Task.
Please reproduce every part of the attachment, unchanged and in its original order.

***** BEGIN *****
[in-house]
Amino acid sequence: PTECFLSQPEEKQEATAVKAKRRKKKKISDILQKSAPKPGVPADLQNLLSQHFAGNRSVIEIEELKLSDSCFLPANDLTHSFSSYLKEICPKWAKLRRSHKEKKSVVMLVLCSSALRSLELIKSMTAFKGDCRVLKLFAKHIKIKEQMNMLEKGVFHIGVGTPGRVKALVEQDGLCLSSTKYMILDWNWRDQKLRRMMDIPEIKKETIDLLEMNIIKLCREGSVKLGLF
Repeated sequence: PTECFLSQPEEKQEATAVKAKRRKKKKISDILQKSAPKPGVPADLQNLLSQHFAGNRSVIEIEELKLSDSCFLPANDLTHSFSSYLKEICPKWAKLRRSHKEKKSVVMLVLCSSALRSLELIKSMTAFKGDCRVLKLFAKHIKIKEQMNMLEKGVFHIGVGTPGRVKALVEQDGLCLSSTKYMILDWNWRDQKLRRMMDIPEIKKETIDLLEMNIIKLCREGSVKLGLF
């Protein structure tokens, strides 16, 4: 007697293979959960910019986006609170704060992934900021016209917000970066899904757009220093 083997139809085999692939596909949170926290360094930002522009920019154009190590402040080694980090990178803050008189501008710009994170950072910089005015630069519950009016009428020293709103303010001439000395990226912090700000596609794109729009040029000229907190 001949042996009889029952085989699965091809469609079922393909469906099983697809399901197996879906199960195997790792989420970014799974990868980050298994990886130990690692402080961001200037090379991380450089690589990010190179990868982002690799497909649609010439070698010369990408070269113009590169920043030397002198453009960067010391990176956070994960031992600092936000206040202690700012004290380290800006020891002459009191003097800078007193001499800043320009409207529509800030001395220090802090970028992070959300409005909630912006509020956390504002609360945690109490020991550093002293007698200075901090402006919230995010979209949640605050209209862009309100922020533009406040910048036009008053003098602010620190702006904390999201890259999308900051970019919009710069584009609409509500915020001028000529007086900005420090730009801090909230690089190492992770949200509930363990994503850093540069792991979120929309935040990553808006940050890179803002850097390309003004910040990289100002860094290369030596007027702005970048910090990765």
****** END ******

[in-house]
Amino acid sequence: PTECFLSQPEEKQEATAVKAKRRKKKKISDILQKSAPKPGVPADLQNLLSQHFAGNRSVIEIEELKLSDSCFLPANDLTHSFSSYLKEICPKWAKLRRSHKEKKSVVMLVLCSSALRSLELIKSMTAFKGDCRVLKLFAKHIKIKEQMNMLEKGVFHIGVGTPGRVKALVEQDGLCLSSTKYMILDWNWRDQKLRRMMDIPEIKKETIDLLEMNIIKLCREGSVKLGLF
Repeated sequence: PTECFLSQPEEKQEATAVKAKRRKKKKISDILQKSAPKPGVPADLQNLLSQHFAGNRSVIEIEELKLSDSCFLPANDLTHSFSSYLKEICPKWAKLRRSHKEKKSVVMLVLCSSALRSLELIKSMTAFKGDCRVLKLFAKHIKIKEQMNMLEKGVFHIGVGTPGRVKALVEQDGLCLSSTKYMILDWNWRDQKLRRMMDIPEIKKETIDLLEMNIIKLCREGSVKLGLF
């Protein structure tokens, strides 16, 4: 007697293979959960910019986006609170704060992934900021016209917000970066899904757009220093 083997139809085999692939596909949170926290360094930002522009920019154009190590402040080694980090990178803050008189501008710009994170950072910089005015630069519950009016009428020293709103303010001439000395990226912090700000596609794109729009040029000229907190 001949042996009889029952085989699965091809469609079922393909469906099983697809399901197996879906199960195997790792989420970014799974990868980050298994990886130990690692402080961001200037090379991380450089690589990010190179990868982002690799497909649609010439070698010369990408070269113009590169920043030397002198453009960067010391990176956070994960031992600092936000206040202690700012004290380290800006020891002459009191003097800078007193001499800043320009409207529509800030001395220090802090970028992070959300409005909630912006509020956390504002609360945690109490020991550093002293007698200075901090402006919230995010979209949640605050209209862009309100922020533009406040910048036009008053003098602010620190702006904390999201890259999308900051970019919009710069584009609409509500915020001028000529007086900005420090730009801090909230690089190492992770949200509930363990994503850093540069792991979120929309935040990553808006940050890179803002850097390309003004910040990289100002860094290369030596007027702005970048910090990765």